From a fit perspective the Elite 85t did not feel quite as secure as the 75t that I have been using. The older style round tip just feels more secure in ear, however there was certainly no discomfort with the oblong shape of the 85t. That is not to say that they are insecure or falls out easily, it is a perception from a direct comparison.
The ANC feature, is simply outstanding. I was working from home and on a call with Jabra’s PR representative using these earbuds while she was on a train. In my background there is a supersized digger going hard on the land next door along with a constant warning beep going, a b-double with engine running ready to head off with another load of soil. But with ANC turned on, none of this background noise made it onto the call. Even after I brought it to O’s attention, she was unable to pick it up in the background noise.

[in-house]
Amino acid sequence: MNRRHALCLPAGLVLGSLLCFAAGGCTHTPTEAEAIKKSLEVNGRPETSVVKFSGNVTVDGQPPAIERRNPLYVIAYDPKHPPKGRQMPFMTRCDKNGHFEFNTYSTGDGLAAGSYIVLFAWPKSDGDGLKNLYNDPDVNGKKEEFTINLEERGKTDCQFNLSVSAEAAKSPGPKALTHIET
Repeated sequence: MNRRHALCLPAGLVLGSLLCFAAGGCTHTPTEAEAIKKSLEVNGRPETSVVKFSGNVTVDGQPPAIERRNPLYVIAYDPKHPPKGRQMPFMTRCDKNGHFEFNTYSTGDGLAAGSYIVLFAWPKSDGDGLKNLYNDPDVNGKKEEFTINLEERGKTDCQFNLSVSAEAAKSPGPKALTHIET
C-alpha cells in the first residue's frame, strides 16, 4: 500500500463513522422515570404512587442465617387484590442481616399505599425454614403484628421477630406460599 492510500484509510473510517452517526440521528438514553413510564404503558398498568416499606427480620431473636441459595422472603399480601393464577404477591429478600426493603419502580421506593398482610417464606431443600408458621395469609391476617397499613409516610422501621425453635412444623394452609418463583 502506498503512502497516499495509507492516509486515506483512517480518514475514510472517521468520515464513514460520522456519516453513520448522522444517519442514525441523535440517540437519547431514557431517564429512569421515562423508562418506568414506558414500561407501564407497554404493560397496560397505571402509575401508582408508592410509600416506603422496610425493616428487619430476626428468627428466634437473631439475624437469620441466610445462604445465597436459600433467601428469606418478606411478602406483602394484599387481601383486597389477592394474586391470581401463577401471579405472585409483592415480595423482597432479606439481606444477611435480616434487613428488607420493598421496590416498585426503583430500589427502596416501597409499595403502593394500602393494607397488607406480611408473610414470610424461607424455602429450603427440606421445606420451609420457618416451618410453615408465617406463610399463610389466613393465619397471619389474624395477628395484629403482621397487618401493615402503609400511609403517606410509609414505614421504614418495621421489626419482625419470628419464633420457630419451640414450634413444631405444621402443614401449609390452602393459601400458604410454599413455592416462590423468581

With just the act of putting the Elite 85t on, I am immediately into my own cocoon and blissfully unaware of people trying to talk to me from across the room. It’s almost comical in the sense that I can see mouths moving but no words are coming out. But what I actually experience is a sense of voice with the content itself being “filtered” for wanting of a better description. There is certainly distinct differences with ANC or HearThrough turned on, versus having it turned off.
If you find the filtering is too much though, the Sounds+ app gives you ability to customise just how much ANC or HearThrough to have. At a glance, Jabra states there are 11 levels of sound for customisation. I was initially confused when the app only allows for 5 levels, until I clued on the wording. It is levels of sound inclusive of ANC, HearThrough and off – 5 levels for the first 2, and the off mode. Got to love marketing.
With the latest firmware update also came with some new and useful features on the Sounds+ App. Aside from performing firmware updates and finding the last known location of the earbuds, it now comes with a number of personalisation features.